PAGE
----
Reckless Abandonment

Activists Pushing the Abortion Pull Put Women at Risk

The writer of Proverbs cautions us to avoid the path of “sinners.” “For their feet run to evil, and make haste to shed blood” (1:16).

Something about the very nature of bloodshed seems to require “haste.” The natural law is imprinted on man’s heart; his own conscience smites him. So make haste! Quick, act! Before that pesky conscience causes you to stop, reflect, and realize the abhorrence of the evil you are about to commit.

Such has been the case with abortion. A federal judge in Texas recently heard arguments from plaintiffs seeking to overturn the FDA’s approval of the abortion pill mifepristone. In response, pro-abortion groups the nation over are crying out about how crucial mifepristone is for women, especially disadvantaged women. “Mifepristone is perfectly safe!” they shout. It’s safer than other widely used drugs, like penicillin, says USA Today.1 It’s safer even than Tylenol, says Bloomberg.2

The reality is a lot stickier and makes it look rather suspiciously like the FDA and others are “rushing” to evil, instead of truly trying to determine if women are being put at risk.

A Gathering Cloud of Unknowns

Mifepristone was originally approved by the FDA in 2000. In 2011, it was put under a REMS program (Risk Evaluation and Mitigation Strategy), which placed certain new restrictions on how the drug could be administered. Most importantly, mifepristone was to be administered in person, in a clinical setting. The very fact that the drug was subjected to further evaluation suggests that the FDA knew it carried a risk greater than taking penicillin or Tylenol. Data showing complications associated with its use give even more cause for concern.

On the FDA webpage about mifepristone, one finds the question, “Is it safe to use mifepristone?” The answer, unsurprisingly, is “yes,” but there is a qualification: “Mifepristone is safe when used as indicated and directed and consistent with the Mifepristone Risk Evaluation and Mitigation Strategy (REMS) Program” (emphasis added). Until recently, REMS required that mifepristone be dispensed in-person within “certain health care settings, specifically clinics, medical offices, and hospitals.” In 2021, however, supposedly in response to the Covid-19 pandemic, the FDA lifted the dispensing requirements. After a “comprehensive review,” the FDA stated, “based on the available data and information  . .  . the REMS must be modified to reduce burden on the health care delivery system and to ensure the benefits of the product outweigh the risks” (emphasis added).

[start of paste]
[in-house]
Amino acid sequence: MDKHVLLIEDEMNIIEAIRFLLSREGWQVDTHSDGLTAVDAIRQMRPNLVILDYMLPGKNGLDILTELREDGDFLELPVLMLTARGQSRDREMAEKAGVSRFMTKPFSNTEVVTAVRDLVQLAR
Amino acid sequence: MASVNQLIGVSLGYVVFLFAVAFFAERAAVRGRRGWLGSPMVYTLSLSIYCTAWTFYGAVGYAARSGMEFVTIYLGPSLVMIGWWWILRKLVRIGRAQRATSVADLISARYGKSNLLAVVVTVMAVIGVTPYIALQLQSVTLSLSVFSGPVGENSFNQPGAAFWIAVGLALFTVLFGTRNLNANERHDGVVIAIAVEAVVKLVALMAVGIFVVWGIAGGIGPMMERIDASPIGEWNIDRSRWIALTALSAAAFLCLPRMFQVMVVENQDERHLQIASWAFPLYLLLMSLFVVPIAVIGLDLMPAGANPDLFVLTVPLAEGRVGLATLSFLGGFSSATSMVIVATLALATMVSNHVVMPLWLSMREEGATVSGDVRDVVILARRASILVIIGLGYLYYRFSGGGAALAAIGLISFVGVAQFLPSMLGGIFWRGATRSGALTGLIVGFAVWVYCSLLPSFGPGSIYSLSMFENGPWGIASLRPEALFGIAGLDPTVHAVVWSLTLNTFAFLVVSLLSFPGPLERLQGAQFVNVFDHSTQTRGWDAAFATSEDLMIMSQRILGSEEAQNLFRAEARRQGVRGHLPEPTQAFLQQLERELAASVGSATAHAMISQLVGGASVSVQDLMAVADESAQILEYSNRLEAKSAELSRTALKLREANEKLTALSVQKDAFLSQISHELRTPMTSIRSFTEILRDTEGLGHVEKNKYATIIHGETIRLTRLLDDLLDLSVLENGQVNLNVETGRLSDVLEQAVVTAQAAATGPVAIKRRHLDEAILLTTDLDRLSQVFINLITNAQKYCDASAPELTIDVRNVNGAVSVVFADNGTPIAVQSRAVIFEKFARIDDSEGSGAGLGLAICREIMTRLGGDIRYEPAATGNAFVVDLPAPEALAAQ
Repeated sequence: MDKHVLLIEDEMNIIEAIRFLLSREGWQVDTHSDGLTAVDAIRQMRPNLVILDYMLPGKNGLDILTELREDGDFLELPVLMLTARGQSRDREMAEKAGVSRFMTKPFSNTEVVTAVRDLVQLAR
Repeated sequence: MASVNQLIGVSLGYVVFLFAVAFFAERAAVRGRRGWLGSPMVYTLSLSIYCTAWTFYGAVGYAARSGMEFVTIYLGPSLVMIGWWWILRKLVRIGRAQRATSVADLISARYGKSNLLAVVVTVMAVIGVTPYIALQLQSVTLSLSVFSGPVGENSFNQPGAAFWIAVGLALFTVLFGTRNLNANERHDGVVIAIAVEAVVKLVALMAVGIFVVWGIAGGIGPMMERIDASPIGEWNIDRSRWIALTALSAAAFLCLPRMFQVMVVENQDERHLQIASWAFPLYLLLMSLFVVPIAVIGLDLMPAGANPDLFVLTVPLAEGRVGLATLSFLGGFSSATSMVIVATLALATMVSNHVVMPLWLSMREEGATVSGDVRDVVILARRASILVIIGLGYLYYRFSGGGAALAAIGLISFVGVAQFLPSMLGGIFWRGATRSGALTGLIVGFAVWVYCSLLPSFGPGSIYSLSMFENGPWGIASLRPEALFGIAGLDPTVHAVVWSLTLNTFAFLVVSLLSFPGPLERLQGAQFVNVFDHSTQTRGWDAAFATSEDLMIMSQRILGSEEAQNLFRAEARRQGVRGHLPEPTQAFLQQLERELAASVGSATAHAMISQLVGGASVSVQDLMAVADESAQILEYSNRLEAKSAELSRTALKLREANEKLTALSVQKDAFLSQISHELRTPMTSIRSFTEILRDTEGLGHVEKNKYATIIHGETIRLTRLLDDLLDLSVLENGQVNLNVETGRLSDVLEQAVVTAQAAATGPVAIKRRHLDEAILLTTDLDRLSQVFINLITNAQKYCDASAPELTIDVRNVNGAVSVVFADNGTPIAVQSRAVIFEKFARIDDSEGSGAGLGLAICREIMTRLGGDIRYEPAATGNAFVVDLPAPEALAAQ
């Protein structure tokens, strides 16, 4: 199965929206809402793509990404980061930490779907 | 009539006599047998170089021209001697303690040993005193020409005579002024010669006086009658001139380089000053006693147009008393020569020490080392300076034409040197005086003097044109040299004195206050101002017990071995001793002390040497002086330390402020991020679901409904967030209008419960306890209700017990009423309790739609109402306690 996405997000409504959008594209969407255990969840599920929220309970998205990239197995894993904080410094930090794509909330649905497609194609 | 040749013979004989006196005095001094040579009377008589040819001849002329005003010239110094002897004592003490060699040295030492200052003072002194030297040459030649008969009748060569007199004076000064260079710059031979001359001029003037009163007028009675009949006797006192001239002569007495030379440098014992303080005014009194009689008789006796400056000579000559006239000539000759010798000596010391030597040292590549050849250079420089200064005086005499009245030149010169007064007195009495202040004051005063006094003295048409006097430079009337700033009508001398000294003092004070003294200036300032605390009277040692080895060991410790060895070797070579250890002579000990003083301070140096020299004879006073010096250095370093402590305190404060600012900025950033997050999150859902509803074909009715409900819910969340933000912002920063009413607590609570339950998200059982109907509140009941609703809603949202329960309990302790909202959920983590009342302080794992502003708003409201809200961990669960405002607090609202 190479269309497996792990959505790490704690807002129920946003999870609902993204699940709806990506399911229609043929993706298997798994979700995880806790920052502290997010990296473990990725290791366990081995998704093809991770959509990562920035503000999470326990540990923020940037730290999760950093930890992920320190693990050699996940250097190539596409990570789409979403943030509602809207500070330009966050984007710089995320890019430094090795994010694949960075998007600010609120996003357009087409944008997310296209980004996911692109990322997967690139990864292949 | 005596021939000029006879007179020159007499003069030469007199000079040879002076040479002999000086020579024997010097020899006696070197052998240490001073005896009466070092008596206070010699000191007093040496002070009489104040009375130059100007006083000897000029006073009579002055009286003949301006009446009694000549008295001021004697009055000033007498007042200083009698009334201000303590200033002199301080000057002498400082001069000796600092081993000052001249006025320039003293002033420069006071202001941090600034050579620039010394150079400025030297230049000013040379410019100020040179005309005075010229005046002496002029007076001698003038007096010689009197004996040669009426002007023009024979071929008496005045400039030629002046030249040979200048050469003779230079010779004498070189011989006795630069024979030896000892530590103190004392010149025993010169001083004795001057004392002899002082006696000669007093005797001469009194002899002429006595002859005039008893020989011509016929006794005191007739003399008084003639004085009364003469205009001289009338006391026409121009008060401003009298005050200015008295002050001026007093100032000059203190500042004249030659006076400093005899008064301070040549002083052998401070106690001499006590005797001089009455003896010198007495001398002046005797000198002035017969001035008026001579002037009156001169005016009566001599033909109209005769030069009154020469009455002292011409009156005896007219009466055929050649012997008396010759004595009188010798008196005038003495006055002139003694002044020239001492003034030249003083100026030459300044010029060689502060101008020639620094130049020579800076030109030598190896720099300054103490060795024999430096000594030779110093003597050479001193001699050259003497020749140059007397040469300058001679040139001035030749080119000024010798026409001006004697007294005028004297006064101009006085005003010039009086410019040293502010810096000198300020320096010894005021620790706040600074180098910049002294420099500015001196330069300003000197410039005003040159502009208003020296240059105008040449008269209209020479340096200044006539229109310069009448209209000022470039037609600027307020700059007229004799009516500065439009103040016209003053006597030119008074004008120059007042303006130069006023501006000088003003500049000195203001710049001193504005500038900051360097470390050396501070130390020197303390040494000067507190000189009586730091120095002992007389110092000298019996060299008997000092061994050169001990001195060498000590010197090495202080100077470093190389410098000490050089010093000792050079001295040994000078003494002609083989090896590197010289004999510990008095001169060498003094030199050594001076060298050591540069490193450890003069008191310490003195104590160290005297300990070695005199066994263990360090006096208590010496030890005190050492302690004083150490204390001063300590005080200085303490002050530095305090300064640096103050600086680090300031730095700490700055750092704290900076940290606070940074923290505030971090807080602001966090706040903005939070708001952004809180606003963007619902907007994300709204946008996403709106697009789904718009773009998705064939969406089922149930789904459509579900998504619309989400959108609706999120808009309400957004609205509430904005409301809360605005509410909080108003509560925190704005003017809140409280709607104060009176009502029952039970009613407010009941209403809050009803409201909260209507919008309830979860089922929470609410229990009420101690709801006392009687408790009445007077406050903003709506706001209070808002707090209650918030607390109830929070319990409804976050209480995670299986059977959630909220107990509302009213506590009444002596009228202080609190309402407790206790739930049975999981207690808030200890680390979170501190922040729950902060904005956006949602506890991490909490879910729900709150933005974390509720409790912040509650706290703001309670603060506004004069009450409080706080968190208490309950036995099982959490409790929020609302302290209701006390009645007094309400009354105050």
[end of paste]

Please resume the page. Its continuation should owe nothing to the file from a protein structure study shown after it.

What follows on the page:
Take that in for a moment. The in-person dispensing requirement was modified not because it was no longer deemed necessary, but to “reduce burden on the health care delivery system.” In other words, no, it’s not really ideal to take this drug in other settings, but the health care system is under duress from Covid, so we’re going to allow it anyway. Later in 2021, the FDA permanently removed the in-person dispensing requirement, and mifepristone is now available through the mail.3

The reality is, we really don’t know a lot about how safe mifepristone is, because the very same FDA that supposedly ensures drug safety also modified the reporting requirements. According to a Charlotte Lozier Institute report, “Between 2000 and 2019, over 3,800 adverse events were reported to the FDA, including at least 20 deaths, more than 500 life-threatening complications, and over 2,000 severe complications.”4 Outside analysis of this data further suggests that “a significant number” of additional adverse events went unreported and that the FDA may have missed as many as 95 percent of “serious chemical abortion adverse events.” Despite this possibility, in 2016 the FDA amended the reporting requirements to include only deaths; no longer would the agency even hear reports of other serious adverse events.